OS: W10.

This question is specifically about what's possible in MariaDB, specially version "Ver 10.16 Distrib 10.2.11-MariaDB".

In light of the answer by Rick James I have now upgraded to "Ver 15.1 Distrib 10.7.3-MariaDB".

I want to implement a way of having a "last modified" timestamp for a database, i.e. which shows when the last INSERT or DELETE or UPDATE occurred, regardless of the table where it happened.

Use case (due to comment below): I have a recurrent sys admin task running. Every 10 minutes it checks whether databases need dumping using mysqldump, for backup purposes, to a directory which gets routinely snapshotted/backed up (using restic). At the moment this recurrent script checks whether any of the following MariaDB files have been updated: ibdata1, ib_logfile0, ib_logfile1. If the most recent last-modified date of these 3 is more recent than datetime (incorporated into the name) of the last .sql dumpfile it does a new dump. Otherwise not. I keep the last 5 such .sql dumpfiles. I don't want a dump to happen unless some data has changed. The problem with this arrangement is that it doesn't show which database(s) need dumping, so I dump all the non-system databases. I'm looking for a more fine-grained arrangement.

I found this, which looked promising... but then some comments there about InnoDB and information_schema.tables.update_time led me to do an experiment.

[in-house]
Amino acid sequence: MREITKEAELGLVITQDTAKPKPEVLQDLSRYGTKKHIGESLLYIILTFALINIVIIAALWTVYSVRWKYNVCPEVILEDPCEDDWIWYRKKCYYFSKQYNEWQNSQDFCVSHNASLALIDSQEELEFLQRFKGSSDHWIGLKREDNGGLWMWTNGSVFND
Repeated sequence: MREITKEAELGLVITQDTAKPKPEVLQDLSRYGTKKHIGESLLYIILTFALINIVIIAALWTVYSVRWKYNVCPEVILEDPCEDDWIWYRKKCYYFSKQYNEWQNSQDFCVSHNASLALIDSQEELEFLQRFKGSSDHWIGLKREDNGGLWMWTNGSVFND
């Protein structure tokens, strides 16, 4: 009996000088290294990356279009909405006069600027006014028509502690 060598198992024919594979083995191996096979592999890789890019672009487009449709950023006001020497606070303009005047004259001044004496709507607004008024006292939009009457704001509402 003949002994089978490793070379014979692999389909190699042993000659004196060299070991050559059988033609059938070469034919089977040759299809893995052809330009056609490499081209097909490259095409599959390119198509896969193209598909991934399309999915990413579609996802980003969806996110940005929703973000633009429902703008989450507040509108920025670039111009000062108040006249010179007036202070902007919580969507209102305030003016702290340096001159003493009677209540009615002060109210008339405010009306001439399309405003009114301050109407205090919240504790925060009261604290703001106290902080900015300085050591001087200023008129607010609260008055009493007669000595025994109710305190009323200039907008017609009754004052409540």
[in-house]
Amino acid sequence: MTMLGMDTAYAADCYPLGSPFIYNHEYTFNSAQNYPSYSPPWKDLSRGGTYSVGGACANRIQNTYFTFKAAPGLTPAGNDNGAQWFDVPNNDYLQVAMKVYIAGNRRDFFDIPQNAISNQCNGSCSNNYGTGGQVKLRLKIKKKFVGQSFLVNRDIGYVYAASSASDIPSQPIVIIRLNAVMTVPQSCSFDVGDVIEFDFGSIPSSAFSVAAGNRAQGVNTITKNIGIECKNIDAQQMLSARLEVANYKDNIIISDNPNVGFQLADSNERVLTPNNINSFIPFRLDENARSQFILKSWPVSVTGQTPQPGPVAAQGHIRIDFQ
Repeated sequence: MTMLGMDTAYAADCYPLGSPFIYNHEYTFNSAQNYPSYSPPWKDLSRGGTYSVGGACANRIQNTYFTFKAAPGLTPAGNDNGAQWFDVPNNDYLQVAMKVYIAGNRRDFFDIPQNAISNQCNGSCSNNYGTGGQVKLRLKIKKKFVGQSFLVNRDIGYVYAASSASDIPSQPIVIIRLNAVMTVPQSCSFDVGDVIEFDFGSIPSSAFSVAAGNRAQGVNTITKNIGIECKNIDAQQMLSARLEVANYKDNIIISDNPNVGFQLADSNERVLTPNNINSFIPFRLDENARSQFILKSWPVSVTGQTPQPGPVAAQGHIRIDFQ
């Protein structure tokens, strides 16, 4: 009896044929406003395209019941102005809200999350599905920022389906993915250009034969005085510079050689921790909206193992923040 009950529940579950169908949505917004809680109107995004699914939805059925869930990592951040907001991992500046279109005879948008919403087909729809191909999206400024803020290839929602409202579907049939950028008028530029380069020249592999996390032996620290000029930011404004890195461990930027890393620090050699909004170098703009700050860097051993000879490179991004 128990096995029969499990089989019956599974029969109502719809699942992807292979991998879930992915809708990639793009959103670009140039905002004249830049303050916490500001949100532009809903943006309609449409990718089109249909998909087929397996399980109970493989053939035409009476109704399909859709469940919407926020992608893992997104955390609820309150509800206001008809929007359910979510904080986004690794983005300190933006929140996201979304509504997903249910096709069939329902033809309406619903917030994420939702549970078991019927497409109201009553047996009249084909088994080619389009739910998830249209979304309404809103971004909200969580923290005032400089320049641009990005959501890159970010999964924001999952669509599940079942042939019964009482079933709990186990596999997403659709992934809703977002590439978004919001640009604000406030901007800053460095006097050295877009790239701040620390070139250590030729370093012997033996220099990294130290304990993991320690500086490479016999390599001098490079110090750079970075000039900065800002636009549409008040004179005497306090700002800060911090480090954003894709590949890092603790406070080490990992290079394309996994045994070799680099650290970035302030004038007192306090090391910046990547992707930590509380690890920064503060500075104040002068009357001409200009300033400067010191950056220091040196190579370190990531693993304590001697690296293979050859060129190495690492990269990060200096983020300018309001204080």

Contrary to what is asserted in some places about update_time always being NULL in InnoDB tables, this does not seem to be the case with what I've got. Unfortunately, the comment there about this value being set to NULL whenever the server starts does appear to be true.

Elsewhere I read that newer versions of MariaDB, pulling away from vanilla MySQL, do in fact implement some sort of history of changes.

I'm currently working on the assumption that I shall have to implement AFTER UPDATE, AFTER INSERT and AFTER DELETE triggers for every table, and then get values for each of these and find the most recent, in order to determine the "last modified" time for the whole database.

Is there any other possibility with this version of MariaDB?

  • I would use a trigger. You can read how Oracle uses Sequences to manage autoincrement ids. Apr 14, 2022 at 16:37
  • Thanks. But why would reading about that help with this question? Also note that this is about MariaDB, which is not owned by Oracle (although much of the functionality presumably still dates back to pre-fork days). Apr 14, 2022 at 17:39
  • Is the snapshot via LVM? If not, it may not be complete nor consistent.
    – Rick James
    Apr 15, 2022 at 6:46
  • @RickJames This question is beyond my level of expertise. Are you familiar with restic? I've been using it for about 10 months now and do a check (i.e. a restore of a random snapshot) every week. Maybe this is a question for restic? I just do a dump of the database to a .sql file and it gets backed up/snapshotted as appropriate. Apr 15, 2022 at 6:50
  • Sounds like the dump is "mysqldump"? Consider Percona's or MariaDB's or even Oracle's replacement for it. No, I don't know restic.
    – Rick James